Dissertations and Theses @ UNI


Open Access Thesis


Marshalltown Community College--Curricula; Accounting--Study and teaching; Audio-visual education; Audio-visual materials; Education--Curricula;


The purposes of this study were: (1) to develop Audio-Visual-Tutorial (AVT) materials to supplement the teaching of Accounting I at the community college level and (2) to compare the results obtained in an experimental group using two units of AVT materials with a control group attending regular lecture sessions.

The AVT slide and tape presentation was developed during the spring and summer of 1971. These materials were tried out with students enrolled in Accounting I at Marshalltown Community College during the fall semester of 1971 and by students enrolled in Accounting I at the University of Northern Iowa the summer of 1972. The materials were then revised on the basis of information derived from the pilot study.

Two units (II and V) of the revised materials were tested at Marshalltown Community College during the fall semester of 1972. The control group was composed of students enrolled in Accounting I who attended three discussion classes and one lecture class a week. The experimental group attended three discussion classes a week and used the AVT materials in the Instructional Materials Center (IMC) lab instead of attending the lecture class.

The American Institute of Certified Public Accountants (AICPA) Orientation test was administered to all participants in the study. Fifty-point standardized tests, published by the textbook publisher, were used as the pretest and posttest for the two units tested.

The AICPA Orientation test, Form E, indicated that the aptitude of the students enrolled in Accounting I at Marshalltown Community College was similar to a national sample of first-year students enrolled in beginning accounting courses, who took the same test.

Using the t test appropriate for independent means of groups, the comparison of scores between the control group and experimental group were found to indicate no significant difference on the AICPA Orientation test, the raw scores of the pretest and posttest for both units, and gain scores in pretest to posttest of both units.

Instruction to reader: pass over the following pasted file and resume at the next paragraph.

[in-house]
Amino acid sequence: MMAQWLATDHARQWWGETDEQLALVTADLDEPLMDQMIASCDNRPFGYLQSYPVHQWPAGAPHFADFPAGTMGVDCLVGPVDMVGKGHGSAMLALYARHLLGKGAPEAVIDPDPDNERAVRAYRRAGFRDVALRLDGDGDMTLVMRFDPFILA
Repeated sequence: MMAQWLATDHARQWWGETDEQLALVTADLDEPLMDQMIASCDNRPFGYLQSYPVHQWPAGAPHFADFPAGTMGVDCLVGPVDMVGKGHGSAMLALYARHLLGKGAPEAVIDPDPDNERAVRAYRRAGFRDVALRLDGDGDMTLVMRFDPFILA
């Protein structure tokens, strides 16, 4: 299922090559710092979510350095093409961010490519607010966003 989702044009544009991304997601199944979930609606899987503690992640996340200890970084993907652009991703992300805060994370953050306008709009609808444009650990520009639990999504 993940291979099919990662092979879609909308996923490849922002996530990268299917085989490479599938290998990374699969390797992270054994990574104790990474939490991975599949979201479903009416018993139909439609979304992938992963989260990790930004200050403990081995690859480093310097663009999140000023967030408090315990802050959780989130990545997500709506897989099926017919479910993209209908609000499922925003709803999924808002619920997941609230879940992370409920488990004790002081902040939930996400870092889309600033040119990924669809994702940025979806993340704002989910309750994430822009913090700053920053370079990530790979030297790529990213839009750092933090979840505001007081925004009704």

Using the t test appropriate to related or correlated means, the gain scores of the control and the experimental group from the pretest to the posttest of both units indicated a significant difference at the .01 level.

The data generated in the study indicated the following:

The students in Accounting I who received instruction using the AVT materials and lab achieved as well as the students who attended the regular lecture section. Although there was no statistically significant difference, the student's mean gain scores for Unit V were slightly higher for the experimental group.

Increased enrollment in Accounting I could be handled by substitution of the AVT materials and lab for the lecture. The lab would allow more students to enroll and would give them more flexibility in selecting their class time.

In summary, it would appear that the AVT materials developed and tested made as great a contribution to the learning of selected Accounting I principles and concepts as did the lecture method of instruction.

Year of Submission


Degree Name

Specialist in Education


Business Education and Office Administration

First Advisor

Edwin J. Weber


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Date Original


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